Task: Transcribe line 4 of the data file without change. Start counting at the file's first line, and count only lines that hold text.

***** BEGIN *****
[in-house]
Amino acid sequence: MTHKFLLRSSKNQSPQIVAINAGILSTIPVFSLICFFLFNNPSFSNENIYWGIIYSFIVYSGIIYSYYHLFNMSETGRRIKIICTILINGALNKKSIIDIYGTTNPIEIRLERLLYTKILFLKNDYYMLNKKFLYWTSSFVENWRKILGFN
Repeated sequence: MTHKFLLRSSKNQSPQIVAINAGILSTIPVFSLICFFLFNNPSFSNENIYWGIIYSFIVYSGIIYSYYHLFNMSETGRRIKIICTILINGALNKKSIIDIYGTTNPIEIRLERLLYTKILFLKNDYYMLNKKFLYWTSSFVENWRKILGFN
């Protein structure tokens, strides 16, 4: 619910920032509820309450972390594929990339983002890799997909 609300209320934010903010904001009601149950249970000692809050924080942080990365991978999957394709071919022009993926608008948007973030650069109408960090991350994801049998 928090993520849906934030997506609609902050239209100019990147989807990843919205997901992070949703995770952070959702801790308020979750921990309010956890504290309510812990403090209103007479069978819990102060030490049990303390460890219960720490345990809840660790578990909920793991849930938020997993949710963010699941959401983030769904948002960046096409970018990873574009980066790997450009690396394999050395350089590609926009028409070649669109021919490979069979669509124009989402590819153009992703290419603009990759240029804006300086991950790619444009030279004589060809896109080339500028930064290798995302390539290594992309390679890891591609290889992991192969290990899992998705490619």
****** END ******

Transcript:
């Protein structure tokens, strides 16, 4: 619910920032509820309450972390594929990339983002890799997909 609300209320934010903010904001009601149950249970000692809050924080942080990365991978999957394709071919022009993926608008948007973030650069109408960090991350994801049998 928090993520849906934030997506609609902050239209100019990147989807990843919205997901992070949703995770952070959702801790308020979750921990309010956890504290309510812990403090209103007479069978819990102060030490049990303390460890219960720490345990809840660790578990909920793991849930938020997993949710963010699941959401983030769904948002960046096409970018990873574009980066790997450009690396394999050395350089590609926009028409070649669109021919490979069979669509124009989402590819153009992703290419603009990759240029804006300086991950790619444009030279004589060809896109080339500028930064290798995302390539290594992309390679890891591609290889992991192969290990899992998705490619």